UK businesses are losing more than £7bn a year due to a combination of low bank interest rates and above target inflation
Interest rates on business deposits are now at a record low, at just 0.59%. This combined with relatively high inflation (RPI 3.1% in July – compared to a target rate of 2%) mean that business savings are rapidly declining in value.
The amount of cash held in business accounts that offer no interest at all has more than doubled since 2009. According to the Bank of England a record £52.9 billion is currently deposited in accounts yielding 0% interest.
Since the credit crunch lending to small businesses has become a priority for the Bank of England. Initiatives such as the Quantitative Easing programme and the Funding for Lending scheme – which are both designed to boost lending – have contributed to the slashing of interest rates.
Many businesses are now having to hold large cash balances because they feel when they need them, they can’t rely on banks to provide overdraft facilities at reasonable rates.
Mark Giddens, Head of Private Client Services, explains: “As the Bank of England continues to focus its attention on reviving lending to small businesses, those with no current need to borrow are being punished for being prudent and keeping cash reserves.”
“Before the Funding for Lending scheme was introduced, interest rates were competitive in order to attract savers. However, under the Funding for Lending scheme banks are now getting cheap funding from the Bank of England, which means they no longer need to offer generous interest rates to businesses.”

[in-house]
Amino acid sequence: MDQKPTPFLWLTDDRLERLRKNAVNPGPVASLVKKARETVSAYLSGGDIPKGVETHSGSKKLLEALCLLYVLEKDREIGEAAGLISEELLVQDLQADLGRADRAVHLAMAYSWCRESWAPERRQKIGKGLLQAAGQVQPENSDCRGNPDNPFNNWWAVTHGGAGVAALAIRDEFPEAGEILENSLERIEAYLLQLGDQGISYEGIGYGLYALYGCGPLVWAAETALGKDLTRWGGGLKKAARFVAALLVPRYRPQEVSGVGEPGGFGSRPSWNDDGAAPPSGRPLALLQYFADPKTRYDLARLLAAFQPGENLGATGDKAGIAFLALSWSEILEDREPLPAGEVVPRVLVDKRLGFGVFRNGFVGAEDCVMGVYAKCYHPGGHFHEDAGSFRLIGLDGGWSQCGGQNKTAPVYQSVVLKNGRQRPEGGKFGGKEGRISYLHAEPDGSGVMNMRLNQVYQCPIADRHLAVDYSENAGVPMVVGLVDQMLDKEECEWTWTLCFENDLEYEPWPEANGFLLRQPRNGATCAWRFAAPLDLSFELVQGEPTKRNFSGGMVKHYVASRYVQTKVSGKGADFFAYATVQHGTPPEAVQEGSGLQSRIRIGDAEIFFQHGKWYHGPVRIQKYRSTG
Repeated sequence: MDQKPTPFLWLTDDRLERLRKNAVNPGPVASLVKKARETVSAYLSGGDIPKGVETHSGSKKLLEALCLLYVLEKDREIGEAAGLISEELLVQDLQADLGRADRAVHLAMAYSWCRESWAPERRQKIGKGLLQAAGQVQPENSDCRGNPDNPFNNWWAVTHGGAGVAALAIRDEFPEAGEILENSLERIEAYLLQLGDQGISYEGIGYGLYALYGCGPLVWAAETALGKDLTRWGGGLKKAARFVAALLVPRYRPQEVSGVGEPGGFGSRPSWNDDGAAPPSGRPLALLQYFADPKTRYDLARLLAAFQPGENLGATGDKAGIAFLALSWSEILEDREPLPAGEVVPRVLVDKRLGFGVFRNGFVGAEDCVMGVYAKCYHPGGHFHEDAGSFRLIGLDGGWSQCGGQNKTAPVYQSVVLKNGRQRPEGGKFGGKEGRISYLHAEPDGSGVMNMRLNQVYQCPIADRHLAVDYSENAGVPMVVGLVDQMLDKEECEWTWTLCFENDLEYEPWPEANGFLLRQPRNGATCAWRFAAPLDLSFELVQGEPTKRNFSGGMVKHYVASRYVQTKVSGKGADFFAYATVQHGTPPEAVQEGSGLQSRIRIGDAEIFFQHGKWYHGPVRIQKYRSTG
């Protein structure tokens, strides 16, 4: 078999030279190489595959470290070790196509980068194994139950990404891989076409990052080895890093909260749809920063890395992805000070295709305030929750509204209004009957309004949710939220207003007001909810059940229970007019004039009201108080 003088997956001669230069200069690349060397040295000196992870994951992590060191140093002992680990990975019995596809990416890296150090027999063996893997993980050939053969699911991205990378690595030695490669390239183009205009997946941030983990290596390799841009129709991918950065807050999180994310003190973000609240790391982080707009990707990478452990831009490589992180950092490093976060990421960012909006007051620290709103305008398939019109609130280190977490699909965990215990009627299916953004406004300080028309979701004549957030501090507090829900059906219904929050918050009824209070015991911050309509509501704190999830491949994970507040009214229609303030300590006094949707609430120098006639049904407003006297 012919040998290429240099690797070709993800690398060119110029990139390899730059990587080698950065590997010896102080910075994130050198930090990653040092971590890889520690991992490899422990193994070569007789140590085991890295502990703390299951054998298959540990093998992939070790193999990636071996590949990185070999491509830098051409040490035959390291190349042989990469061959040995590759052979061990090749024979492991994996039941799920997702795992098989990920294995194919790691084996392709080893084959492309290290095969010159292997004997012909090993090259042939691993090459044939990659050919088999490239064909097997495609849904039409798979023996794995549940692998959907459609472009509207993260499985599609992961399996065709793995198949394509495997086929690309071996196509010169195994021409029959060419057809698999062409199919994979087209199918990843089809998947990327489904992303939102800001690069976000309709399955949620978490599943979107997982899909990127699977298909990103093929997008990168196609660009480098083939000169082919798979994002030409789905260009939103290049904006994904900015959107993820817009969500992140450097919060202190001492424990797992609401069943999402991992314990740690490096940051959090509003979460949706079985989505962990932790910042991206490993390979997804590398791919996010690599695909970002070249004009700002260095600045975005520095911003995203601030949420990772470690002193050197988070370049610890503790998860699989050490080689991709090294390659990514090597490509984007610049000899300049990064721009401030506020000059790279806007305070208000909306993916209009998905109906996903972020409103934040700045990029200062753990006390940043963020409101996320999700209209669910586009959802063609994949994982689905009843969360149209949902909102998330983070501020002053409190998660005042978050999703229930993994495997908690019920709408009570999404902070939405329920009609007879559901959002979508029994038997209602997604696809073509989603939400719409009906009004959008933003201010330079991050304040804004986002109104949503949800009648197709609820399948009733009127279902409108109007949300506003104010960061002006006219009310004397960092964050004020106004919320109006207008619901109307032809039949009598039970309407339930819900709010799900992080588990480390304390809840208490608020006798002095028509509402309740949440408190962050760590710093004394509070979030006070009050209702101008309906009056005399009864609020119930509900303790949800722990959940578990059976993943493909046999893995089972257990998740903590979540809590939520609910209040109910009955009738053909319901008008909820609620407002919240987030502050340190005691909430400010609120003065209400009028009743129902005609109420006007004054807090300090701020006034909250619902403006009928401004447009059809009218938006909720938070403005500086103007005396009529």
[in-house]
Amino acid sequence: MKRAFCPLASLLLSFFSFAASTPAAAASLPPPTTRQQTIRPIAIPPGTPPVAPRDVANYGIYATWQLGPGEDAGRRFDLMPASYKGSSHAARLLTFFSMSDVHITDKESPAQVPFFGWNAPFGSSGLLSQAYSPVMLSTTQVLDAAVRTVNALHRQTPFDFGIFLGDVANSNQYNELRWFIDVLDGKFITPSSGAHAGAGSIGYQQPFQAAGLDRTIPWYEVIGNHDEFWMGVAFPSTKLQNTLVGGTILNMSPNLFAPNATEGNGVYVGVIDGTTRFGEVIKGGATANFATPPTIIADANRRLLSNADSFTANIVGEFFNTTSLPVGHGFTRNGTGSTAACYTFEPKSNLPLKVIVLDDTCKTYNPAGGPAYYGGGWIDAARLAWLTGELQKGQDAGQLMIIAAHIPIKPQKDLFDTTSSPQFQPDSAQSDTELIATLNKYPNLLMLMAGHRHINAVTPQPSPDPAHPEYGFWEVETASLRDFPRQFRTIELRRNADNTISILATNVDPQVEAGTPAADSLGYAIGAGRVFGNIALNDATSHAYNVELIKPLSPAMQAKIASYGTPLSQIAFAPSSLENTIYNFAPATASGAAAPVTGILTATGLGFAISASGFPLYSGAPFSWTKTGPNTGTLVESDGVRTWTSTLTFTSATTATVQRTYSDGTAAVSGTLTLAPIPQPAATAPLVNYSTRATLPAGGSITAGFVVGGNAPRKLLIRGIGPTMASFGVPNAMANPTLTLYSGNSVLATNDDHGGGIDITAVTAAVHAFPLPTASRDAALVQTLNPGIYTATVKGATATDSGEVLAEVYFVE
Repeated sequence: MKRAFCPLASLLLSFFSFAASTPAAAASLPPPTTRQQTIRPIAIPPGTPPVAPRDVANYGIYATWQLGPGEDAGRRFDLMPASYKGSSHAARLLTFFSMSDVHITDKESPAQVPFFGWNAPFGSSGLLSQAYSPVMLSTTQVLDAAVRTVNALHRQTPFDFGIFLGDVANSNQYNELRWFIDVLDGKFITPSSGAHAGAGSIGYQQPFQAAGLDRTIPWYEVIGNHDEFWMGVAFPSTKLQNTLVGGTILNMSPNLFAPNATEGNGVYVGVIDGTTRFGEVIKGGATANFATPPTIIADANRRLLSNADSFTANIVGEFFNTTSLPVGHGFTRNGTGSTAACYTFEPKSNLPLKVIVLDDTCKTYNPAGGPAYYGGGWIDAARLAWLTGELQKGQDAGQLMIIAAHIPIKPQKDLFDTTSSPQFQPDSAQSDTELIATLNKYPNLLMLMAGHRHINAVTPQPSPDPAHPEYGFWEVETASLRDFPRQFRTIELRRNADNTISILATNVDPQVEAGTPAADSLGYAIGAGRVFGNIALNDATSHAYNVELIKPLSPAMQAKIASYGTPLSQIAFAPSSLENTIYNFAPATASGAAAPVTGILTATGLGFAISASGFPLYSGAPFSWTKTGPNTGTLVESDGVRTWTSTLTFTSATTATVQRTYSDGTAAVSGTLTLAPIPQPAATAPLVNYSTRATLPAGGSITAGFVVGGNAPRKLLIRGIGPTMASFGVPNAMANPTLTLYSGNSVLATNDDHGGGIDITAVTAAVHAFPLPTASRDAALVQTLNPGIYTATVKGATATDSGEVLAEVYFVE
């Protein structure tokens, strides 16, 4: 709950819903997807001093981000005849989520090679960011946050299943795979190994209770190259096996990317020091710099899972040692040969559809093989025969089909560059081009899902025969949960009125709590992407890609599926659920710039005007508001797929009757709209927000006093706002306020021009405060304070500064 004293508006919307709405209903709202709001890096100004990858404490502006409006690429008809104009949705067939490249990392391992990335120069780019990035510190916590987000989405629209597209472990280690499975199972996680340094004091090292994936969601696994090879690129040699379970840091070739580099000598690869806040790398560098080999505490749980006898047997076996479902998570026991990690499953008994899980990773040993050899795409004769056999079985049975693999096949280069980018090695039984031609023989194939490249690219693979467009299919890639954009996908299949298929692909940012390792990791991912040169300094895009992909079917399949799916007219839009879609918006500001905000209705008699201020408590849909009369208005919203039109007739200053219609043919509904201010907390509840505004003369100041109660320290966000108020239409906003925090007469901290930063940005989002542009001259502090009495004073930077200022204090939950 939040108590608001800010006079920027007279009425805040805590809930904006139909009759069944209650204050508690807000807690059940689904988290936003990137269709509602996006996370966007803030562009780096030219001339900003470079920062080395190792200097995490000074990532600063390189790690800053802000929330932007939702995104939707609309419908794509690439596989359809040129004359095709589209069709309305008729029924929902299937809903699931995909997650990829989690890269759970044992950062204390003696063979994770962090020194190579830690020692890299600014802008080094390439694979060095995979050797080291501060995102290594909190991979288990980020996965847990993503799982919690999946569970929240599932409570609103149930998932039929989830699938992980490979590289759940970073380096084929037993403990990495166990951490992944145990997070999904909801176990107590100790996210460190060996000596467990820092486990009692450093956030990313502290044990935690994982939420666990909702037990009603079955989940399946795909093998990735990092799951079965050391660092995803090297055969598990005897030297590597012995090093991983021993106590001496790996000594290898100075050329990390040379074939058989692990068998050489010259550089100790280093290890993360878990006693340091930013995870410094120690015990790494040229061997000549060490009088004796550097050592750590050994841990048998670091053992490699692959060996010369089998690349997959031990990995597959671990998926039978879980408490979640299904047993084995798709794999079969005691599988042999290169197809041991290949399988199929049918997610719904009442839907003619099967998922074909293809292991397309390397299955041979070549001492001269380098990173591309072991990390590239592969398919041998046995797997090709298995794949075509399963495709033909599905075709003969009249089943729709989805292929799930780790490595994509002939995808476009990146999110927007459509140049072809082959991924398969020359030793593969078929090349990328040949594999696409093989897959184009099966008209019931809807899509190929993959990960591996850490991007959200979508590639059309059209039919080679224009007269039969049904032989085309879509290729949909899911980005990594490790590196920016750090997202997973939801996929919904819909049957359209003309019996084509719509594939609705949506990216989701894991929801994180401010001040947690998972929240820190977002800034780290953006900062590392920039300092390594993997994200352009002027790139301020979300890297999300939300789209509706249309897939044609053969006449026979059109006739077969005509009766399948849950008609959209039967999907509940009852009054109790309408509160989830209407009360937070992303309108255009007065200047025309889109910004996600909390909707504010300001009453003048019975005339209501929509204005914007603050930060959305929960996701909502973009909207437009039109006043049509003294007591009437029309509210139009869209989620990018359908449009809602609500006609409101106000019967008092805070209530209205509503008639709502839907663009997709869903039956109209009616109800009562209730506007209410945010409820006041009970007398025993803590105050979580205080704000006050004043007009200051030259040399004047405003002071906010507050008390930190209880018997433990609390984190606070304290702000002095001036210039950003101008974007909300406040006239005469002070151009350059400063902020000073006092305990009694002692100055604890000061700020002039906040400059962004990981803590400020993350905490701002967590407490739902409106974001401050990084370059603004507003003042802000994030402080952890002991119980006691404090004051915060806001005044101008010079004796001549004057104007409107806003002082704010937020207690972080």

“With the recent announcement that interest rates will remain low until unemployment falls below 7% - which economists are predicting won’t be until 2016 and the confirmation that Funding for Lending scheme will be extended until 2015 – businesses will continue to see the value of their savings eroded for some time to come.”
Mark says: “Businesses just aren’t getting a good deal from their banks. In order to ensure they are making the best out of the bad situation, businesses need to be pro-active and shop around for accounts and other products that offer the best interest rate possible.”
“With some recent signs of the economy picking up we might also see more businesses deciding that now is the time to start cutting cash reserves and making new investments.”
Source - UHY Hacker Young - Publications that covered this story include Financial Times and Independent, 19 August.